SpaceX successfully blasts off from NASA's famous launch pad

It's first time Launch Complex 39A has been used since 2011.

SpaceX, Flickr

After a last-moment delay, SpaceX has put NASA's legendary Launch Complex 39A back into action. The company successfully launched a Falcon 9 rocket from the historic pad (best known for the Apollo 11 mission) Sunday morning, and topped it off by landing the first stage nearby. This is the first time the complex has been used since Space Shuttle Atlantis took off in 2011 -- and by extension, the first time a private spaceflight outfit has launched from it.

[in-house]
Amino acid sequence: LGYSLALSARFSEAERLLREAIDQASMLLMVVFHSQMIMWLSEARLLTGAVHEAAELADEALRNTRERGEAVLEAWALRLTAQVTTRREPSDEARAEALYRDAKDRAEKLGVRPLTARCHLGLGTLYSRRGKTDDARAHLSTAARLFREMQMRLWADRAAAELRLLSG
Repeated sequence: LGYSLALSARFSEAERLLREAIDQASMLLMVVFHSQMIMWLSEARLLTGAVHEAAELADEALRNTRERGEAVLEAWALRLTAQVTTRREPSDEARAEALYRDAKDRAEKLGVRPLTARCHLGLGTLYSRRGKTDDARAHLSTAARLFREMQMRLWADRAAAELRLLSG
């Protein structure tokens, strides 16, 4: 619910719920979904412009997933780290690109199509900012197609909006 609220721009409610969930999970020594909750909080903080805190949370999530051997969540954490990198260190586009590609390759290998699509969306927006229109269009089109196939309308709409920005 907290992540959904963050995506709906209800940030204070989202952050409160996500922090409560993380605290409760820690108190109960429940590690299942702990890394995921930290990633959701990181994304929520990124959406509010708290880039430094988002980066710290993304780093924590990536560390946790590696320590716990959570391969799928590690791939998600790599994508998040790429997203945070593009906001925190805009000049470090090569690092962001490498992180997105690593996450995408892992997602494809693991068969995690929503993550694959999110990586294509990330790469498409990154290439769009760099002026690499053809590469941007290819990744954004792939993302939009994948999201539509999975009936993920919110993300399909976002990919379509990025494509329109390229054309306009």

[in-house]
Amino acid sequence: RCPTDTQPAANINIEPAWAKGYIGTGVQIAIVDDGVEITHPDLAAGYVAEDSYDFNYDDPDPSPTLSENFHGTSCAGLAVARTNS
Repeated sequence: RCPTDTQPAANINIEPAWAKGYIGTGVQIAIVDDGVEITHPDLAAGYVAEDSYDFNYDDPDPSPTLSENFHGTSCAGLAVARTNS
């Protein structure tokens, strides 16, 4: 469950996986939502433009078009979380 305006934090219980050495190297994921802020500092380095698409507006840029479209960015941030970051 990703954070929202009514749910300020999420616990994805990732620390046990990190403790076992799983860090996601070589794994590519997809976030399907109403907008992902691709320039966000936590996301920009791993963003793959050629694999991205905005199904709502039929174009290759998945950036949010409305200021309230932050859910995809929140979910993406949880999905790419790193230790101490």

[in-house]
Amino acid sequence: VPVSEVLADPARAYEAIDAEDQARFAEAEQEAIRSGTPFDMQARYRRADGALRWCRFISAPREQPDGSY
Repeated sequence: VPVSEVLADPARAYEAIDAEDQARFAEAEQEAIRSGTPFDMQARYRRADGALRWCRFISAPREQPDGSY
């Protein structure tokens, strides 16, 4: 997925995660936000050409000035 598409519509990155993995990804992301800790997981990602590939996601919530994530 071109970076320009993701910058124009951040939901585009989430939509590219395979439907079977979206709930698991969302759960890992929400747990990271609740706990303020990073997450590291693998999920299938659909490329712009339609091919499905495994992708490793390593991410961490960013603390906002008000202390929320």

This is SpaceX's tenth supply mission for the International Space Station, but the Dragon capsule on the rocket is carrying a special payload. It's hauling an experimental module, Raven that will test autonomous space rendezvous technology: its three-sensor array will track spacecraft visiting the station and help guide them safely to their intended destination.

Expect launches from 39A and elsewhere to be relatively commonplace. SpaceX vowed that it would launch rockets every 2 to 3 weeks, and it's clearly making good on that promise so far. The company is clearing its backlog of launches following the September explosion and wants to satisfy customers (including NASA) who've been waiting months to get cargo into orbit.